One of the hardest races on earth just finished in Maryland. The Race Across America is a bicycle race that starts in Oceanside, CA and ends in Annapolis 12 days later. This grueling journey pushes cyclists to the very limits of their endurance, requiring that they ride for 20 hours a day — or more — as they cover 3,100 miles from the Pacific Ocean to the Atlantic. Most of these miles are spent on rural highways, where motorists often aren’t expecting to see them. While most people won’t replicate their amazing feat, cyclists who frequent rural areas would do well to follow the same safety guidelines.
Assume That Motorists Won’t See You
Drivers are already notorious for not seeing bicyclists, and that goes double for rural roads. Drivers can easily slip into a false sense of safety by the absence of other cars, which dramatically increases the risk if you’re on a bike. While being aggressive might help you avoid bike accidents in urban areas, it can work against you when you’re far away from cities. Don’t rely on anyone recognizing your right of way.
Look Behind You
Whenever you come to an intersection, driveway or other obstruction, always glance back to make sure that motorists aren’t coming up behind you. If they’re not looking, they could easily pass you, slow down and make a turn right across your path.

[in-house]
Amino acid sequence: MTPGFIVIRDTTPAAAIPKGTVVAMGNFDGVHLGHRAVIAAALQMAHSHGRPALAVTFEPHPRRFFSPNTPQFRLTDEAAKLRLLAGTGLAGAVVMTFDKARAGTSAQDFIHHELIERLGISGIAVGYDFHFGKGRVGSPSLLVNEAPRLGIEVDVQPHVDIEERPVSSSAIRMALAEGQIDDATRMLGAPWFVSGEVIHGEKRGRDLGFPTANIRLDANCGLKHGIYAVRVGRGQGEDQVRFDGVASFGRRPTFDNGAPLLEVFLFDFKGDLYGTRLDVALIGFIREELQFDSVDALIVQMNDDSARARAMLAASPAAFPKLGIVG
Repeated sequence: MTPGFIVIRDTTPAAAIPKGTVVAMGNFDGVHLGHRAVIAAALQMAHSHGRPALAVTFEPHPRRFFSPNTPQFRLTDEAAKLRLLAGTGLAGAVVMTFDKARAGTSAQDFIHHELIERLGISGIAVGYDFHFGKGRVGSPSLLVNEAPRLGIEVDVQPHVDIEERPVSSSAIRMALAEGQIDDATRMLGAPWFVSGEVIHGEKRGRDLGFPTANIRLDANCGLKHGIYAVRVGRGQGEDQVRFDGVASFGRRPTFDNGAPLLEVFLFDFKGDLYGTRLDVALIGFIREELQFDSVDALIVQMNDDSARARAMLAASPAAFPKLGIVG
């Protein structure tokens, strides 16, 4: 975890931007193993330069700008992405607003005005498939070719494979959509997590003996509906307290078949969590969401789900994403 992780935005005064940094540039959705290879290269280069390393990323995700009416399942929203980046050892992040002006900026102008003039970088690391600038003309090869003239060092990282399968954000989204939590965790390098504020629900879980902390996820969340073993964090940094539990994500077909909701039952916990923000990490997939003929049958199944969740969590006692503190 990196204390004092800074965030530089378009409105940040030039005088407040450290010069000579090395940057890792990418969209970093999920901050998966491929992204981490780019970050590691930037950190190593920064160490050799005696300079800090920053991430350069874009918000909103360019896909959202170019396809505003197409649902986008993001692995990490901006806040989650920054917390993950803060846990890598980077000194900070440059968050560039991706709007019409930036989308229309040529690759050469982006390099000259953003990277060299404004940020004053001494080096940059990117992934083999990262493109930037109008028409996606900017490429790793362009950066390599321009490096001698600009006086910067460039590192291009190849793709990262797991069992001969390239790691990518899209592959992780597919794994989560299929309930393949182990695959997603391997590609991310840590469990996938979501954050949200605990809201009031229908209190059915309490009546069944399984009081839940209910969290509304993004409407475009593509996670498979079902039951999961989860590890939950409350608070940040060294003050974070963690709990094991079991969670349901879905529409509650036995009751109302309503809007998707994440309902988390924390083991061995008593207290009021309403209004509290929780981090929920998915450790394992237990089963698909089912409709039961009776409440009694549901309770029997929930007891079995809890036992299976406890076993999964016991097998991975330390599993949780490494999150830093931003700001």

Don’t Ride Into The Sunset
Riding west at sunset will make you invisible to drivers traveling the same way. If they’re looking into the sun, the odds that they’ll see a slender bicycle silhouette verge on zero. Sometimes you can’t avoid commuting home at these times, but if you do, try to at least take a meandering path without long stretches of westward exposure.
Stay Alert For Oncoming Vehicles
Drivers often pass other cars without consideration for cyclists in the opposite lane. Watch for this. It could save your life.
Only Stop Where You’re Visible
Most long-distance cyclists are used to not stopping on their excursions. If you have to, though, be sure to do it somewhere that you’re clearly visible. Avoid hills, blind intersections and other features that could obscure you to drivers.
Riding outside of the city is exhilarating, but it comes with its own set of challenges. However, if you match your riding style to the environment, you could cross the whole country without incident.